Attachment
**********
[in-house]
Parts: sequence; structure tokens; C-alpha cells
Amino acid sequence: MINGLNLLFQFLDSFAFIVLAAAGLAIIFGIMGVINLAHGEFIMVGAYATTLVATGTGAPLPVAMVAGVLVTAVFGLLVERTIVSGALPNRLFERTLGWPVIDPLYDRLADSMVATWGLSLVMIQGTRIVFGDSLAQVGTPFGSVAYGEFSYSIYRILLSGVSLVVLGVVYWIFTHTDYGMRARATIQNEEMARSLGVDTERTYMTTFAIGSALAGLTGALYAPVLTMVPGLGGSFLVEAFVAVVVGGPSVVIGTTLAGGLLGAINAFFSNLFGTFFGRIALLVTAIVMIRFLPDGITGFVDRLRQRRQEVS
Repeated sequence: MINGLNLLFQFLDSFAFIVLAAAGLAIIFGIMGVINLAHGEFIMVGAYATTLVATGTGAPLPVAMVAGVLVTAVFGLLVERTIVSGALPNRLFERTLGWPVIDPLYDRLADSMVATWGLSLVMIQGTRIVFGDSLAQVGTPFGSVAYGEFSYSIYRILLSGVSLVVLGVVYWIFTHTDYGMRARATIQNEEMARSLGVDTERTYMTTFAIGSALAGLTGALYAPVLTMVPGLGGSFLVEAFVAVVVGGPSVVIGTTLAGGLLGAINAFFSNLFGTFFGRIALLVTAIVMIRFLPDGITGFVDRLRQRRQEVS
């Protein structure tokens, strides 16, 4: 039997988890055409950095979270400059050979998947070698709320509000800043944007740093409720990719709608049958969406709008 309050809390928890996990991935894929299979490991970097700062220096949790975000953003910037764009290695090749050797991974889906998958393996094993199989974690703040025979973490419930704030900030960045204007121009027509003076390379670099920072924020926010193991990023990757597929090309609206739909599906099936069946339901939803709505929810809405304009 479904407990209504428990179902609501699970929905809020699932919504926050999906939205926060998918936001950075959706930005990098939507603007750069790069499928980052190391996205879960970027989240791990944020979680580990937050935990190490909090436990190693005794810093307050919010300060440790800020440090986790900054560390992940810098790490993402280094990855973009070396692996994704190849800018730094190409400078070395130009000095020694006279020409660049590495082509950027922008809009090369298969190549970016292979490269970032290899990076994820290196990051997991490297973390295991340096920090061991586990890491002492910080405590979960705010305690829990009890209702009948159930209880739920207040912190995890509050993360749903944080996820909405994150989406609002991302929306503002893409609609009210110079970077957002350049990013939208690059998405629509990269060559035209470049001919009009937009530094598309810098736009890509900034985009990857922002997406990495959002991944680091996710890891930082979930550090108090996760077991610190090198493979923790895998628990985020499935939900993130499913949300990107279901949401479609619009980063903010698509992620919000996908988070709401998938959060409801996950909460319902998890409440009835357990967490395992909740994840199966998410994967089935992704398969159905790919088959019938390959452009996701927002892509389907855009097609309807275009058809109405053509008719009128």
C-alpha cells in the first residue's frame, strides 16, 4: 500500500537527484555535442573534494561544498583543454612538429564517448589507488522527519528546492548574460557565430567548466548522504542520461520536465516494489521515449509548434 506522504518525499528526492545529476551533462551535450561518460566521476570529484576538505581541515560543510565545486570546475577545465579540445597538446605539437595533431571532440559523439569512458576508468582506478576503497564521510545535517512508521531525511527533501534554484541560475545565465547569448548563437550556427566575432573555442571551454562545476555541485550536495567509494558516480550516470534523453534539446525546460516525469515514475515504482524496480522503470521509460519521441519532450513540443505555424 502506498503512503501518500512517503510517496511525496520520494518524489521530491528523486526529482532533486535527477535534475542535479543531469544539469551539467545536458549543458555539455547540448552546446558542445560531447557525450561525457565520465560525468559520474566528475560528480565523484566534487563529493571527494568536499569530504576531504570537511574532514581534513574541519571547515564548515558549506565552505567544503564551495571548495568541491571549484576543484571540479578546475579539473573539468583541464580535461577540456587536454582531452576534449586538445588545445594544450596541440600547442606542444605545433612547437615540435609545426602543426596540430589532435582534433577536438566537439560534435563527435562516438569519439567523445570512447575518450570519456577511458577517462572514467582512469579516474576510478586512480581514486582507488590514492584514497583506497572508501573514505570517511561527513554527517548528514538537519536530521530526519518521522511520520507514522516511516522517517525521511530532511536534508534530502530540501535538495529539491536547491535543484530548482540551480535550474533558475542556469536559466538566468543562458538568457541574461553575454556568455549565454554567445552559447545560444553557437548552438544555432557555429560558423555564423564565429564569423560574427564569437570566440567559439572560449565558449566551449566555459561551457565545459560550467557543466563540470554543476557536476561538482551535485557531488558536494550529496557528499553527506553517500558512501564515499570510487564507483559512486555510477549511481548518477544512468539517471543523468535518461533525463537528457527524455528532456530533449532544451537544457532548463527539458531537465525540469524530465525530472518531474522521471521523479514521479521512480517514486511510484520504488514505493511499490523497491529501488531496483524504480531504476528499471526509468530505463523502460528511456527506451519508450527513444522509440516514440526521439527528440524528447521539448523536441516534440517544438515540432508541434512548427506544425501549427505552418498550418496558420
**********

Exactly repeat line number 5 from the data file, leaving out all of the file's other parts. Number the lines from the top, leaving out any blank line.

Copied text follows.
């Protein structure tokens, strides 16, 4: 039997988890055409950095979270400059050979998947070698709320509000800043944007740093409720990719709608049958969406709008 309050809390928890996990991935894929299979490991970097700062220096949790975000953003910037764009290695090749050797991974889906998958393996094993199989974690703040025979973490419930704030900030960045204007121009027509003076390379670099920072924020926010193991990023990757597929090309609206739909599906099936069946339901939803709505929810809405304009 479904407990209504428990179902609501699970929905809020699932919504926050999906939205926060998918936001950075959706930005990098939507603007750069790069499928980052190391996205879960970027989240791990944020979680580990937050935990190490909090436990190693005794810093307050919010300060440790800020440090986790900054560390992940810098790490993402280094990855973009070396692996994704190849800018730094190409400078070395130009000095020694006279020409660049590495082509950027922008809009090369298969190549970016292979490269970032290899990076994820290196990051997991490297973390295991340096920090061991586990890491002492910080405590979960705010305690829990009890209702009948159930209880739920207040912190995890509050993360749903944080996820909405994150989406609002991302929306503002893409609609009210110079970077957002350049990013939208690059998405629509990269060559035209470049001919009009937009530094598309810098736009890509900034985009990857922002997406990495959002991944680091996710890891930082979930550090108090996760077991610190090198493979923790895998628990985020499935939900993130499913949300990107279901949401479609619009980063903010698509992620919000996908988070709401998938959060409801996950909460319902998890409440009835357990967490395992909740994840199966998410994967089935992704398969159905790919088959019938390959452009996701927002892509389907855009097609309807275009058809109405053509008719009128």